A protester hit British Prime Minister Tony Blair with a purple powder in the House of Commons on Wednesday, forcing lawmakers to suspend proceedings and evacuate.
House authorities said the powder was "benign" — colored corn starch — and lawmakers resumed their session shortly afterward.
Blair was not injured but the incident was a major security breach in Parliament, which recently put up a bulletproof screen to protect members from possible attacks from the public gallery.
London's Metropolitan Police said two men were arrested but were not immediately charged. Fathers 4 Justice, a group which campaigns on child custody issues, claimed responsibility.
A man in a suit stood up in the public gallery and was heard to shout "do you realize" and "five years." Blair visibly flinched as he was hit by the powder.
Speaker Michael Martin immediately suspended the weekly session of prime minister's questions. A purplish haze was seen in the chamber as members evacuated.
Blair's office said the prime minister was fine.
"He is OK. He walked out," a spokeswoman said on condition of anonymity.
The suspect and an apparent accomplice were grabbed by security officers, and Martin immediately suspended the session.
The man who threw the power was standing in a part of the gallery reserved for guests of members of the House of Lords and the House of Commons. The ordinary public is behind a security screen to prevent such disruptions.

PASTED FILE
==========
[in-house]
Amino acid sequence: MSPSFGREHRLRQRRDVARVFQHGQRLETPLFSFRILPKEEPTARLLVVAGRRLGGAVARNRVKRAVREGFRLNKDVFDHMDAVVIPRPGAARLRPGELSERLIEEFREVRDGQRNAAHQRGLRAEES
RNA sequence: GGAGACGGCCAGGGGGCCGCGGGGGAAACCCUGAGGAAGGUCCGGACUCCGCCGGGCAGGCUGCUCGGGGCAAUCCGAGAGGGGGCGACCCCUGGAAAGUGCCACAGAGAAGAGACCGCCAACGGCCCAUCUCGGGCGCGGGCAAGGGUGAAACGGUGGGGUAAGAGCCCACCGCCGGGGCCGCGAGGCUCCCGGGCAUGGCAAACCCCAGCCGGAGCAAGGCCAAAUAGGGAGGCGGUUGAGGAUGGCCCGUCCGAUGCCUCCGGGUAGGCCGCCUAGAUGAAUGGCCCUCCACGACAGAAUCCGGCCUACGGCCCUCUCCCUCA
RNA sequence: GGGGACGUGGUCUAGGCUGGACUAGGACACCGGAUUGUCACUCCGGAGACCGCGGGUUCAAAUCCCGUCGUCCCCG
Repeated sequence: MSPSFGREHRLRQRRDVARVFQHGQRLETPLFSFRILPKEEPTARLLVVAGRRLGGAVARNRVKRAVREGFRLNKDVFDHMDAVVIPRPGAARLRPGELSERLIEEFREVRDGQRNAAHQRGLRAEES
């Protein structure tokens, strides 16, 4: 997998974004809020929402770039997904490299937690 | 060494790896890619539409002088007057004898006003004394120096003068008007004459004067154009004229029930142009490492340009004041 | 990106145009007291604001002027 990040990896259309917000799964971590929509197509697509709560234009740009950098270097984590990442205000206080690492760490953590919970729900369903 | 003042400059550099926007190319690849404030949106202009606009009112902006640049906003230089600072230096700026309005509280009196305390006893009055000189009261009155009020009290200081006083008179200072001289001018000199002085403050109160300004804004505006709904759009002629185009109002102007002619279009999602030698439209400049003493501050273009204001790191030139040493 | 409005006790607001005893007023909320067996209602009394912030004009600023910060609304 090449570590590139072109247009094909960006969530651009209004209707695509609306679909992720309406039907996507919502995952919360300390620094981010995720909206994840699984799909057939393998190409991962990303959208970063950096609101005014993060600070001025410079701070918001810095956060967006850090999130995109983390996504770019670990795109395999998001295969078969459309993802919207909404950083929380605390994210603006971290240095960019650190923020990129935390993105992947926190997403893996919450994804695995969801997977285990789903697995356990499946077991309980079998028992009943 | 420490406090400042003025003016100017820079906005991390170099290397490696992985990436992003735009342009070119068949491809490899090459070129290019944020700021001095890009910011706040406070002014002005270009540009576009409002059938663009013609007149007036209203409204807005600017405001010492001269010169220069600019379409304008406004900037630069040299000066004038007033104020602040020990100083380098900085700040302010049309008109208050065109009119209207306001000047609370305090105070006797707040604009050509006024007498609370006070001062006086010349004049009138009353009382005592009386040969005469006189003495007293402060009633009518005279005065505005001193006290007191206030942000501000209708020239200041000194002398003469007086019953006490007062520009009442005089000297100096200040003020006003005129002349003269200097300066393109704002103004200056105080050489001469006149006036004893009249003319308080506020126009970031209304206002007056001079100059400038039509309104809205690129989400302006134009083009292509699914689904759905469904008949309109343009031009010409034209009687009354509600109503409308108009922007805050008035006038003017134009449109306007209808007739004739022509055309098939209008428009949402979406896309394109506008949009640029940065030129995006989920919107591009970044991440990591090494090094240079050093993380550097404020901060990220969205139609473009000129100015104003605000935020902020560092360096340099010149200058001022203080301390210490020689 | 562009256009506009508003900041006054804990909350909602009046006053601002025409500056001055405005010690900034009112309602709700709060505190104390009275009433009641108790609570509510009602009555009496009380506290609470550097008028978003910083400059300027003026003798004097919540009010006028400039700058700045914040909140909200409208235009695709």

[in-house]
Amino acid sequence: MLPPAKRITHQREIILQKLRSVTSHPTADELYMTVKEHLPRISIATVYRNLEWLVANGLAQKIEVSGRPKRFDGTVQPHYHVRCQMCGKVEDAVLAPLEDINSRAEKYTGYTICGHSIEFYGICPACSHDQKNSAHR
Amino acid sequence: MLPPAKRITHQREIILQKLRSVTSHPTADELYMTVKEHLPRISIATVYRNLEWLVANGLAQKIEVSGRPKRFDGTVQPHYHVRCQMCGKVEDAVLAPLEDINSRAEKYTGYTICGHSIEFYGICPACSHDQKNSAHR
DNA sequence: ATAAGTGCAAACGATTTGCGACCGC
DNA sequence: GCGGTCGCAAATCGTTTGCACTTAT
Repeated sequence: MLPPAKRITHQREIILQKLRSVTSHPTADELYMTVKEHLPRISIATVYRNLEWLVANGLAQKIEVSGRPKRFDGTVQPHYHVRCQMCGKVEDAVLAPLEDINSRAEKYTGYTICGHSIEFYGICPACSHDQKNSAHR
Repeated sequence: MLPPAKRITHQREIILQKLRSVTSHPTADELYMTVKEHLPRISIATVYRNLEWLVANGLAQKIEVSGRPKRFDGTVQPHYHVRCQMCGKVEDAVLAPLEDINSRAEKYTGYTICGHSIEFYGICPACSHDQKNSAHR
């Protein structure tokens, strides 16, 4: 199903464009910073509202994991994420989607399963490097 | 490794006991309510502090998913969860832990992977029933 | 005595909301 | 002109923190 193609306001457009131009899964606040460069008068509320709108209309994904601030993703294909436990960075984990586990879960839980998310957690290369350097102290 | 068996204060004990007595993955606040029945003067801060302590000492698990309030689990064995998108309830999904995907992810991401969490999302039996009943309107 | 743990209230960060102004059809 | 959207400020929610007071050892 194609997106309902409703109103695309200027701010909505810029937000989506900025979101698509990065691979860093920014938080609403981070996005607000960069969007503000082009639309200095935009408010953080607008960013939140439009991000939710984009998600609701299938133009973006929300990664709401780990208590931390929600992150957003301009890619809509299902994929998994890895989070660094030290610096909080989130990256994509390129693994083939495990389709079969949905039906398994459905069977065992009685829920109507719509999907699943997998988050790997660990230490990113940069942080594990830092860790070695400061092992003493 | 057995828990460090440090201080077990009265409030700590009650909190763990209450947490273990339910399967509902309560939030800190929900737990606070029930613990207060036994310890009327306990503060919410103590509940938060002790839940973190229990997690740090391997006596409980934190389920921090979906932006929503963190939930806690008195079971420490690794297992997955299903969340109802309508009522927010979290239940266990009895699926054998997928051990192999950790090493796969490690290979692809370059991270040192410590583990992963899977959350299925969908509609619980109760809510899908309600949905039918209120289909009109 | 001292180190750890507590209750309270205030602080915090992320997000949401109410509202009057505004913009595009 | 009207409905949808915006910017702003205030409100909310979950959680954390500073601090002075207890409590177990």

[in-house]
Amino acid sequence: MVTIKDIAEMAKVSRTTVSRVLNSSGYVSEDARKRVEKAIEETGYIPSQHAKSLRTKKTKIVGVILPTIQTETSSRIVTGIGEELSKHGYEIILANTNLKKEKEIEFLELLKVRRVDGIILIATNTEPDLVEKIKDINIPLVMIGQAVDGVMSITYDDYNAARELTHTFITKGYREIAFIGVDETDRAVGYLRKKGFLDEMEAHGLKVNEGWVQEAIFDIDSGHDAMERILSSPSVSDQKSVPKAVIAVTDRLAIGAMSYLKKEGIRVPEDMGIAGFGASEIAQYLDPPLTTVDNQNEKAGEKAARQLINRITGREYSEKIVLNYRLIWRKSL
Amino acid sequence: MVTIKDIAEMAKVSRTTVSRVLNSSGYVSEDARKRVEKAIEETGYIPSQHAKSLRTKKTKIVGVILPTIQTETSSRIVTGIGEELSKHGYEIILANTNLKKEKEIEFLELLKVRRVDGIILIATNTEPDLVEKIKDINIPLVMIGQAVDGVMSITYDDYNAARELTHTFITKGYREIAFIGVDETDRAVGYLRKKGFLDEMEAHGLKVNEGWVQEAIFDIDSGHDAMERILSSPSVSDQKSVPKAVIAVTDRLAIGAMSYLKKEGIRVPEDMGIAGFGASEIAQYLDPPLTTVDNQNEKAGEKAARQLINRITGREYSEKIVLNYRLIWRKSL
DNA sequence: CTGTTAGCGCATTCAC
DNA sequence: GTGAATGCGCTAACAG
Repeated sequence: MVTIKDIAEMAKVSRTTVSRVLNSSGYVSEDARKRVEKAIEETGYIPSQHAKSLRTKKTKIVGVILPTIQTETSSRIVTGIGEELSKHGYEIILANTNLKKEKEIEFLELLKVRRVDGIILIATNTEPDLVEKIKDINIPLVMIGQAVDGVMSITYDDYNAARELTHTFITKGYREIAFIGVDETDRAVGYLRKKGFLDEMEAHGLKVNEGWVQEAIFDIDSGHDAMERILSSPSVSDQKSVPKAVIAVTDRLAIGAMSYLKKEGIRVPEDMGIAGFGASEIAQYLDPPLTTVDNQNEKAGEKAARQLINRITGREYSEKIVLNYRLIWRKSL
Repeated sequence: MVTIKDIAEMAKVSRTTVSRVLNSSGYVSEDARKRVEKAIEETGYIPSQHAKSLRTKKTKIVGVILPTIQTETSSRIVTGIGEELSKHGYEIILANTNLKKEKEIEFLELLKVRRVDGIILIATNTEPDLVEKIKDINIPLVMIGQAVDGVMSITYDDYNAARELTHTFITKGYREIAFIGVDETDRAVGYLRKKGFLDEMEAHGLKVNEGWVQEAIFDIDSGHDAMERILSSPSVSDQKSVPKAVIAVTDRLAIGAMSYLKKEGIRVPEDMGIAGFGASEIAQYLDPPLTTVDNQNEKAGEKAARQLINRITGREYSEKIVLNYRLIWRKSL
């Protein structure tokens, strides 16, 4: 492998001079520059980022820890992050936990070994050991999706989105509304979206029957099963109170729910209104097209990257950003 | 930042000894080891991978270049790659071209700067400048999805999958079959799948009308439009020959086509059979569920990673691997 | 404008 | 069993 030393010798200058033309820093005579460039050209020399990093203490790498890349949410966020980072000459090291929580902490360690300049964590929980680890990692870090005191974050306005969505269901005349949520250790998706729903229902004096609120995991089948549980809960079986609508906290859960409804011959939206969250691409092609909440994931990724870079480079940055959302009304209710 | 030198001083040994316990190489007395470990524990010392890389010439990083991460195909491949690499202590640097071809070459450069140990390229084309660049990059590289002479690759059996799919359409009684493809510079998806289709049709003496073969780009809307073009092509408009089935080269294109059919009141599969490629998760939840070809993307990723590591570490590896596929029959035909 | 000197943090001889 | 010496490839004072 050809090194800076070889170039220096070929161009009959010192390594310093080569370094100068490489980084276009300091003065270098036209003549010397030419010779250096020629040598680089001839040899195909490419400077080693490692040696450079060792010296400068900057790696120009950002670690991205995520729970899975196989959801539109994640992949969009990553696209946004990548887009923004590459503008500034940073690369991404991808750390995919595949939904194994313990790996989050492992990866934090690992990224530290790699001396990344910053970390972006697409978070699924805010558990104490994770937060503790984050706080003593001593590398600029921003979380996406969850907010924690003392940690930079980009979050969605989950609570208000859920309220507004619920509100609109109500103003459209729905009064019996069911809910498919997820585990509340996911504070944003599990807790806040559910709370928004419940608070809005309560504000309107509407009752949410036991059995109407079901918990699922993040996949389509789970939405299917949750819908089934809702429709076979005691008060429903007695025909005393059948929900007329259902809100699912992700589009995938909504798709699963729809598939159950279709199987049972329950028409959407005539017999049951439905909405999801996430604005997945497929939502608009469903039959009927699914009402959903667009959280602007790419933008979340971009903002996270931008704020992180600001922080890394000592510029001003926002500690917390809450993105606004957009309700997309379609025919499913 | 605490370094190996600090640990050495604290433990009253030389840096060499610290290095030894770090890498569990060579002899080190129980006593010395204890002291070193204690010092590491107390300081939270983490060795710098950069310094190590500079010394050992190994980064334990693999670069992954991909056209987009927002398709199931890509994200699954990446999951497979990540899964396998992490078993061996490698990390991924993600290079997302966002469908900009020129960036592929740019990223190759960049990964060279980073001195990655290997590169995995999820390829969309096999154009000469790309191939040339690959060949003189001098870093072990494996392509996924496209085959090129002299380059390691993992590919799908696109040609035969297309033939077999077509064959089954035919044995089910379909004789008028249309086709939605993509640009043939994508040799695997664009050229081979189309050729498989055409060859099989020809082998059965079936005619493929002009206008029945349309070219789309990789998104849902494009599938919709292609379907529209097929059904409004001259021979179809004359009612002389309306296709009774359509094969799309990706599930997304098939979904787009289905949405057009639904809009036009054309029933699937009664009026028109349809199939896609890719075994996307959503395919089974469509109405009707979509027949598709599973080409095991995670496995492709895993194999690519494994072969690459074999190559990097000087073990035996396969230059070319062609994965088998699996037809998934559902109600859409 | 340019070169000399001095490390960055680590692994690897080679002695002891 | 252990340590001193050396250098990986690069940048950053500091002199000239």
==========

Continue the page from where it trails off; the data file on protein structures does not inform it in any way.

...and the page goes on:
The second man was seen holding up a sheet of letter size paper, but it was unclear what message was on it.
Fathers 4 Justice campaigns on behalf of fathers denied access to their children and has drawn attention to the issue with a series of high-profile stunts.
One member, David Chick, dressed as Spiderman and climbed atop a crane beside London's Tower Bridge in November, forcing police to close the busy traffic route and leading to huge traffic jams.
Four members of the group — dressed as Spiderman, Superman, Batman and Robin — also climbed Bristol's Clifton Suspension Bridge in February, leading to its closure.
There has been a public focus on security at the Houses of Parliament since two anti-Iraq war protesters scaled the tower housing the Big Ben bell, part of the legislative complex, in March.
Peter Hain, the leader of the House of Commons, said last month that British intelligence had clear information about a danger to Parliament. He warned lawmakers that terrorists could attack the chamber with germs or deadly gas.